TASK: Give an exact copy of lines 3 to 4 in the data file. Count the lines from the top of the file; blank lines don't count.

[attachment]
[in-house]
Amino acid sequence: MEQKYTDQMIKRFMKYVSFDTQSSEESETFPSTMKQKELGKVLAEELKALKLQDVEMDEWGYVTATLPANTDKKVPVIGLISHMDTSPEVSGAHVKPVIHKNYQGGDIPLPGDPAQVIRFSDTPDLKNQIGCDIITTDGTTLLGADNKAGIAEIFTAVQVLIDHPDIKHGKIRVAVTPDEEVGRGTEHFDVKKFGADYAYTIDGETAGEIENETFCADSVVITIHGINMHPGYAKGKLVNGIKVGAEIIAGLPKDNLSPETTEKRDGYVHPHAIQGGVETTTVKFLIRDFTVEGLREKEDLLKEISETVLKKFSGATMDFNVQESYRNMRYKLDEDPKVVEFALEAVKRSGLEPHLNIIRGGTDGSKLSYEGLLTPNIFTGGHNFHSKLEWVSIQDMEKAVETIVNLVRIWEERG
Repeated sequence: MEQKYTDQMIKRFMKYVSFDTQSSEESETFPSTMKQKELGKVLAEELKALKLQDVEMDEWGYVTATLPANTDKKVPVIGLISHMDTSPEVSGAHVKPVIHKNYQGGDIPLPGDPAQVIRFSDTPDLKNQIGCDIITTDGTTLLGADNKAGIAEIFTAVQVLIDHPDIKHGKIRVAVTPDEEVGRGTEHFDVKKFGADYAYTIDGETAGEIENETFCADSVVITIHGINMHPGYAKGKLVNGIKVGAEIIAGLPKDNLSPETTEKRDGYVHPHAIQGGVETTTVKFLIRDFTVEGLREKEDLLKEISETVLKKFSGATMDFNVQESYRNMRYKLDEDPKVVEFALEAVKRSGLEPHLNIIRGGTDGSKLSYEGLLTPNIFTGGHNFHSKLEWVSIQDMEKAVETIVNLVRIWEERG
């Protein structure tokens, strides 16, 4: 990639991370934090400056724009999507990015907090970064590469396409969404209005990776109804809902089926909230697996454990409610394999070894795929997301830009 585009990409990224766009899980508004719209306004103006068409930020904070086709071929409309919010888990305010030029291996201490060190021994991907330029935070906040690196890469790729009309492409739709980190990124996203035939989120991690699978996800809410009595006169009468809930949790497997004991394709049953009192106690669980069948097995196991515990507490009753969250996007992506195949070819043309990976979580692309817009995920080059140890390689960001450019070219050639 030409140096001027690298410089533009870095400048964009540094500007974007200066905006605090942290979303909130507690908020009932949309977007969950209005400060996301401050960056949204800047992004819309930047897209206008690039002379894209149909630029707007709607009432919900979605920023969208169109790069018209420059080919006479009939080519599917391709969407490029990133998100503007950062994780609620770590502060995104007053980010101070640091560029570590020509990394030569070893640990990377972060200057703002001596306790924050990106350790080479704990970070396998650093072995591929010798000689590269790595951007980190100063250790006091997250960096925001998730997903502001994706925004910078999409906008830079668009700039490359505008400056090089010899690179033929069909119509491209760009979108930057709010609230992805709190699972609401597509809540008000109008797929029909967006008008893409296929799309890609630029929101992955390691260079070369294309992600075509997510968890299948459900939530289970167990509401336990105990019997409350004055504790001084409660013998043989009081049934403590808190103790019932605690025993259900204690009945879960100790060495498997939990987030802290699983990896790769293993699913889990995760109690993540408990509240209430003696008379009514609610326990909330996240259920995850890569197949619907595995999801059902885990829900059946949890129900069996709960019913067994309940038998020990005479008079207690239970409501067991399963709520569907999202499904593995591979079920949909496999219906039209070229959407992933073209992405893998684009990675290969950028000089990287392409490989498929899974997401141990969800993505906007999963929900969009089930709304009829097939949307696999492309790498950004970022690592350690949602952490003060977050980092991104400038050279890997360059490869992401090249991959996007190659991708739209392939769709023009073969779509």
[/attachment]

Repeated sequence: MEQKYTDQMIKRFMKYVSFDTQSSEESETFPSTMKQKELGKVLAEELKALKLQDVEMDEWGYVTATLPANTDKKVPVIGLISHMDTSPEVSGAHVKPVIHKNYQGGDIPLPGDPAQVIRFSDTPDLKNQIGCDIITTDGTTLLGADNKAGIAEIFTAVQVLIDHPDIKHGKIRVAVTPDEEVGRGTEHFDVKKFGADYAYTIDGETAGEIENETFCADSVVITIHGINMHPGYAKGKLVNGIKVGAEIIAGLPKDNLSPETTEKRDGYVHPHAIQGGVETTTVKFLIRDFTVEGLREKEDLLKEISETVLKKFSGATMDFNVQESYRNMRYKLDEDPKVVEFALEAVKRSGLEPHLNIIRGGTDGSKLSYEGLLTPNIFTGGHNFHSKLEWVSIQDMEKAVETIVNLVRIWEERG
């Protein structure tokens, strides 16, 4: 990639991370934090400056724009999507990015907090970064590469396409969404209005990776109804809902089926909230697996454990409610394999070894795929997301830009 585009990409990224766009899980508004719209306004103006068409930020904070086709071929409309919010888990305010030029291996201490060190021994991907330029935070906040690196890469790729009309492409739709980190990124996203035939989120991690699978996800809410009595006169009468809930949790497997004991394709049953009192106690669980069948097995196991515990507490009753969250996007992506195949070819043309990976979580692309817009995920080059140890390689960001450019070219050639 030409140096001027690298410089533009870095400048964009540094500007974007200066905006605090942290979303909130507690908020009932949309977007969950209005400060996301401050960056949204800047992004819309930047897209206008690039002379894209149909630029707007709607009432919900979605920023969208169109790069018209420059080919006479009939080519599917391709969407490029990133998100503007950062994780609620770590502060995104007053980010101070640091560029570590020509990394030569070893640990990377972060200057703002001596306790924050990106350790080479704990970070396998650093072995591929010798000689590269790595951007980190100063250790006091997250960096925001998730997903502001994706925004910078999409906008830079668009700039490359505008400056090089010899690179033929069909119509491209760009979108930057709010609230992805709190699972609401597509809540008000109008797929029909967006008008893409296929799309890609630029929101992955390691260079070369294309992600075509997510968890299948459900939530289970167990509401336990105990019997409350004055504790001084409660013998043989009081049934403590808190103790019932605690025993259900204690009945879960100790060495498997939990987030802290699983990896790769293993699913889990995760109690993540408990509240209430003696008379009514609610326990909330996240259920995850890569197949619907595995999801059902885990829900059946949890129900069996709960019913067994309940038998020990005479008079207690239970409501067991399963709520569907999202499904593995591979079920949909496999219906039209070229959407992933073209992405893998684009990675290969950028000089990287392409490989498929899974997401141990969800993505906007999963929900969009089930709304009829097939949307696999492309790498950004970022690592350690949602952490003060977050980092991104400038050279890997360059490869992401090249991959996007190659991708739209392939769709023009073969779509």